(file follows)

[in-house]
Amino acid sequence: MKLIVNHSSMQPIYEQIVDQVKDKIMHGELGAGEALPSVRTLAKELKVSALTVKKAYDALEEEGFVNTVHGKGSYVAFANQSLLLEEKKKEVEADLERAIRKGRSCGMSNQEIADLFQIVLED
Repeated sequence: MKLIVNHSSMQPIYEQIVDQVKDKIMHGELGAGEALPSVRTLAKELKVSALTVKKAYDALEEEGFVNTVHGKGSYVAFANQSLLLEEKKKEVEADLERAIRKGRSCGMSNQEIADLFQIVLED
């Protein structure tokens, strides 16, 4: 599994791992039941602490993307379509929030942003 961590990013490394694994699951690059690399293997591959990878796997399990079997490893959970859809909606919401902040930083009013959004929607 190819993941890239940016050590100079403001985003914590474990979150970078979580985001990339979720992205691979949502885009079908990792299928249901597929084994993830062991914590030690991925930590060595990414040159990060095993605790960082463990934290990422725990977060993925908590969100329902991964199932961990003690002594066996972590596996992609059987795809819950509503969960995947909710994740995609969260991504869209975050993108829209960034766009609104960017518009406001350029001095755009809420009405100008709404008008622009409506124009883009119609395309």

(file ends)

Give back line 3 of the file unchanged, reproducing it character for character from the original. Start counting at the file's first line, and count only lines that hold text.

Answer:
Repeated sequence: MKLIVNHSSMQPIYEQIVDQVKDKIMHGELGAGEALPSVRTLAKELKVSALTVKKAYDALEEEGFVNTVHGKGSYVAFANQSLLLEEKKKEVEADLERAIRKGRSCGMSNQEIADLFQIVLED